Scouting in Northern Ireland

Scouting in Northern Ireland is represented by three Scouting associations. The Northern Ireland Scout Council is part of The Scout Association of the United Kingdom, which is the World Organization of the Scout Movement (WOSM) recognized Scouting association in the United Kingdom. Scouting Ireland is the national Scouting association and the WOSM-recognized Scouting association for the Republic of Ireland, although its membership extends to Northern Ireland. The Baden-Powell Scouts' Association is a member of the World Federation of Independent Scouts and operates one group in Northern Ireland.

Coney Island, Lough Neagh County Armagh

Coney Island is an island in Lough Neagh, Northern Ireland. It is situated approximately 1 km from Maghery in County Armagh, is thickly wooded and of nearly 9 acres (36,000 m2) in area. It lies between the mouths of the River Blackwater and the River Bann in the south-west corner of Lough Neagh. Boat trips to the island are available at weekends from Maghery Country Park or Kinnego Marina. The island is owned by the National Trust and managed on their behalf by Craigavon Borough Council. Coney Island Flat is a rocky outcrop adjacent to the island. Although Samuel Lewis called Coney Island the only island in County Armagh, Armagh's section of Lough Neagh also includes Croaghan Island, as well as the marginal cases of Padian, Rathlin Island and Derrywarragh Island.

Oneilland Place in Northern Ireland, United Kingdom

Oneilland is the name of a former barony in County Armagh, present-day Northern Ireland. It covers the northern area of the county bordering the south-eastern shoreline of Lough Neagh. At some stage the barony was divided into Oneilland East and Oneilland West.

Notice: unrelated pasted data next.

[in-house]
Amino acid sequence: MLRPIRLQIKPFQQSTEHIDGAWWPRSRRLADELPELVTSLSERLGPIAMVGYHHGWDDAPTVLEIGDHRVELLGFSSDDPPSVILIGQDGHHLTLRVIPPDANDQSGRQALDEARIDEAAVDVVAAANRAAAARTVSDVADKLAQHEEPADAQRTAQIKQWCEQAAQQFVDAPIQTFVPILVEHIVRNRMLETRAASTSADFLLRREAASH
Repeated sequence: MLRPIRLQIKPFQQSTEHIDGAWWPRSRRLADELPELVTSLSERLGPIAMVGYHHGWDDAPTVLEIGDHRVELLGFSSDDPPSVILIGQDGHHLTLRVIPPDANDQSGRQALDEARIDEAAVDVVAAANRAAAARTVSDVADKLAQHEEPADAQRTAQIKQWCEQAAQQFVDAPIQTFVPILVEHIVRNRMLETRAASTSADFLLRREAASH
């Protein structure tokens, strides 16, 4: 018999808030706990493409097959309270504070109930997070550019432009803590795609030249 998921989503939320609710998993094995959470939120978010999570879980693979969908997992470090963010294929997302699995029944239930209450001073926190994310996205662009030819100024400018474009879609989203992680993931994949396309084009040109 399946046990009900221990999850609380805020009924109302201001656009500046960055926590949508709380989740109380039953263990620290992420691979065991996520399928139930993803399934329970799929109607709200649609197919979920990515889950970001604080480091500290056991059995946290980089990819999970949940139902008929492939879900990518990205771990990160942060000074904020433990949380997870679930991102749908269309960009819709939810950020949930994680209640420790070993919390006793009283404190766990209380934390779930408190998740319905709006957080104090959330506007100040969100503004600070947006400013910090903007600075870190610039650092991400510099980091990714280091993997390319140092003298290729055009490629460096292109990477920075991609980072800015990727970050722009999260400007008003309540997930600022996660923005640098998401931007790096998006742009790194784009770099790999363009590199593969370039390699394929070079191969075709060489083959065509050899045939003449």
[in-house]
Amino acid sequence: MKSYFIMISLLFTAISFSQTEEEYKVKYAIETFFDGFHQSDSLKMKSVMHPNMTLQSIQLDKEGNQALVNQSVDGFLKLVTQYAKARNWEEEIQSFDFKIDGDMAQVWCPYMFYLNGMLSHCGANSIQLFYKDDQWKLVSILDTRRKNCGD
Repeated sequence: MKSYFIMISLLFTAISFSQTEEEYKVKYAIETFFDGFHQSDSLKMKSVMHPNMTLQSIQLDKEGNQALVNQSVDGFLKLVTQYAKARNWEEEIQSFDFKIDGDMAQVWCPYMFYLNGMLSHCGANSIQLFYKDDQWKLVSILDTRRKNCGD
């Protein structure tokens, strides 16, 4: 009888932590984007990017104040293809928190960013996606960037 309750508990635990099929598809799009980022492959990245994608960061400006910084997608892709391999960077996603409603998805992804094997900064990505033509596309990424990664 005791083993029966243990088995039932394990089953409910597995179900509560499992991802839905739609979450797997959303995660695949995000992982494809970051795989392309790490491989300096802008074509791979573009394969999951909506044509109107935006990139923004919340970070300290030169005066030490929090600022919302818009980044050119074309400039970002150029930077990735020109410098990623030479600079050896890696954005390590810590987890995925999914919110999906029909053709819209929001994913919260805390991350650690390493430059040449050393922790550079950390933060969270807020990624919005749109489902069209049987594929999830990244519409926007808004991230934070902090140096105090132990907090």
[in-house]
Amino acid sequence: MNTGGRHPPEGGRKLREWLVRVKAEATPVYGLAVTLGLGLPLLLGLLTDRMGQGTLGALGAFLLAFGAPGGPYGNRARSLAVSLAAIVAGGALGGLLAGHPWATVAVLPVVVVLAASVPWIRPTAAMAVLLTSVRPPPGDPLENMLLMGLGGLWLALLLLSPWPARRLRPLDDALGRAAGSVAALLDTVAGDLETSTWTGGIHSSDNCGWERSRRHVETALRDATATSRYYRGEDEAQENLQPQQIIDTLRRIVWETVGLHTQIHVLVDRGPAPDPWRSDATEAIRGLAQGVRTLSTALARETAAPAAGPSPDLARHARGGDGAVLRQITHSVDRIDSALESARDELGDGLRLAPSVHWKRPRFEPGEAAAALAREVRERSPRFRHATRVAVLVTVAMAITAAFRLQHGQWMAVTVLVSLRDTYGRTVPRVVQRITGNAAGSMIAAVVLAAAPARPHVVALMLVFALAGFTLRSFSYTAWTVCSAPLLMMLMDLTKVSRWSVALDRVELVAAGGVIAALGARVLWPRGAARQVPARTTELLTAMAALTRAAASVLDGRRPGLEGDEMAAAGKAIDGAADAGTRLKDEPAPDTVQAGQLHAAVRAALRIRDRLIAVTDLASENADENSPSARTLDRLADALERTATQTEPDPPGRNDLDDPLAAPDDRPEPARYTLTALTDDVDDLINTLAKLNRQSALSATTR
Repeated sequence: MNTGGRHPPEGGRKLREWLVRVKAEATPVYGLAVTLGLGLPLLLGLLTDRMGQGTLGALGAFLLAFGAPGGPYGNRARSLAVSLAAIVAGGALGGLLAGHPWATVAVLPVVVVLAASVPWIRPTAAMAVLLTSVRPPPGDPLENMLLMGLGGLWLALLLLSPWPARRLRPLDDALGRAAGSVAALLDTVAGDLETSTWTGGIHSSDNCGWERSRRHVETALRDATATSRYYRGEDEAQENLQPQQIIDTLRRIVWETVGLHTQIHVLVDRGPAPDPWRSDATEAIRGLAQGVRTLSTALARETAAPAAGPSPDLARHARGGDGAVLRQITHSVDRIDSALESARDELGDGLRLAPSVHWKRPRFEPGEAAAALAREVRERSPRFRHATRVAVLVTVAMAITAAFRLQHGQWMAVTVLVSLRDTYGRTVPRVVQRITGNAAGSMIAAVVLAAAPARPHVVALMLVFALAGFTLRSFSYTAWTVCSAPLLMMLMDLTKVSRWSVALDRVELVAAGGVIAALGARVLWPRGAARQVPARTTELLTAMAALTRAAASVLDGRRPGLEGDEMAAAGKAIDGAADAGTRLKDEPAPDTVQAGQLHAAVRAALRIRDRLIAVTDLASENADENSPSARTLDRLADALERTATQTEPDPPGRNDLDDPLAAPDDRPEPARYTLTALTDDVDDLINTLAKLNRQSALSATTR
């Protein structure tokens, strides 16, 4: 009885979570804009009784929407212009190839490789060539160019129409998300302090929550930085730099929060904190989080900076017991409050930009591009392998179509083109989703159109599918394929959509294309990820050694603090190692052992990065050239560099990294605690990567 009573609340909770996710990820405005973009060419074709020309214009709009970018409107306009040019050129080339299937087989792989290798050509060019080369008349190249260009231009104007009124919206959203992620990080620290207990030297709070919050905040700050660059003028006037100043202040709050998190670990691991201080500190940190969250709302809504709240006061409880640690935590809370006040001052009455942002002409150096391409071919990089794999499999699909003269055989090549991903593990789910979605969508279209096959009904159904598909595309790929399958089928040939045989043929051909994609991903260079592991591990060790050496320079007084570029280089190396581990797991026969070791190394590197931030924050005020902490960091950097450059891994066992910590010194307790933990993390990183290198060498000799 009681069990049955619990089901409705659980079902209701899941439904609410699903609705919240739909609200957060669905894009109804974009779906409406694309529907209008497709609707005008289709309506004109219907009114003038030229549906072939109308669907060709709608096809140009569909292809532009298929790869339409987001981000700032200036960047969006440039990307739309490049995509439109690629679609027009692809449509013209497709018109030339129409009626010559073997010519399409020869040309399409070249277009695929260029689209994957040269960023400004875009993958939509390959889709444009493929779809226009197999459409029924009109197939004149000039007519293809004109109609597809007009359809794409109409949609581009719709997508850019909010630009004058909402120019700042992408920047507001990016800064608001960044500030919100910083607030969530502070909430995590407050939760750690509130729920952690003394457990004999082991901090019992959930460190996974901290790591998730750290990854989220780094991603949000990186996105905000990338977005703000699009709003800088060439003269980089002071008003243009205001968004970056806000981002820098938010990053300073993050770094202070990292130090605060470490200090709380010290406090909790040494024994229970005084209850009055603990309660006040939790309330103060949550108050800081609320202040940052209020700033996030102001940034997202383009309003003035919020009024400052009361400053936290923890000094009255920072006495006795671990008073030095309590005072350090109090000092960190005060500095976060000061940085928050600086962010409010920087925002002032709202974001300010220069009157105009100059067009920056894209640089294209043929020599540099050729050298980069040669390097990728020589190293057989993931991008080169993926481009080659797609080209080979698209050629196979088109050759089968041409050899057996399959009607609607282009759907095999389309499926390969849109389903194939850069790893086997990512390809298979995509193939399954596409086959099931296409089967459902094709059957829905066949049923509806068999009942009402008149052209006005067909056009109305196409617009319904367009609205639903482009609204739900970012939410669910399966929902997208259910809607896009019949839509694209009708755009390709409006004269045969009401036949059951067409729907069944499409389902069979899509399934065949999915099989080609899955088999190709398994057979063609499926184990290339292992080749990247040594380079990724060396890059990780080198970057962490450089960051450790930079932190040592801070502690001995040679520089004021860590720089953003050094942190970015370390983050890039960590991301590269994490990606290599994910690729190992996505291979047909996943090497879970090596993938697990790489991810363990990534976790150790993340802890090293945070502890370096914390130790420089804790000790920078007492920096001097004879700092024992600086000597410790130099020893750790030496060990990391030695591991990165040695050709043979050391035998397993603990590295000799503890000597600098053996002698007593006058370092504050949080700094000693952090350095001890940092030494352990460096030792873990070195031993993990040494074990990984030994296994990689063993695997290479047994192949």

Rostrevor Forest

Rostrevor Forest is located near the village of Rostrevor, County Down, Northern Ireland. It lies between the Mourne Mountains and Carlingford Lough, in the Mourne Area of Outstanding Natural Beauty. The first trees, primarily sitka spruce, douglas fir and pine, were planted in 1931. The Forest Service carries out felling in the forest and replants trees with wildlife conservation in mind. Animal species found in the forest include red and grey squirrels, foxes, badgers, jays and sparrow hawks.

Kilbroney Park Public park in Northern Ireland

Kilbroney Park is a park near Rostrevor in Northern Ireland. Formerly a country estate, it was visited by William Makepeace Thackeray, Charles Dickens and Seamus Heaney and may have been the inspiration for Narnia in the writings of C. S. Lewis. It came into the ownership of the Bowes-Lyon family, and the future Queen Elizabeth II and Princess Margaret holidayed there as children. The park has been run by Newry, Mourne and Down District Council since 1977 and features a children's play area, tennis courts and a cafe. It has a large collection of rare and historic trees, including "Old Homer", a holm oak that was voted Northern Ireland's Tree of the Year in 2016. A glacial erratic in the park is connected with the legend of the giant Finn Mac Cool.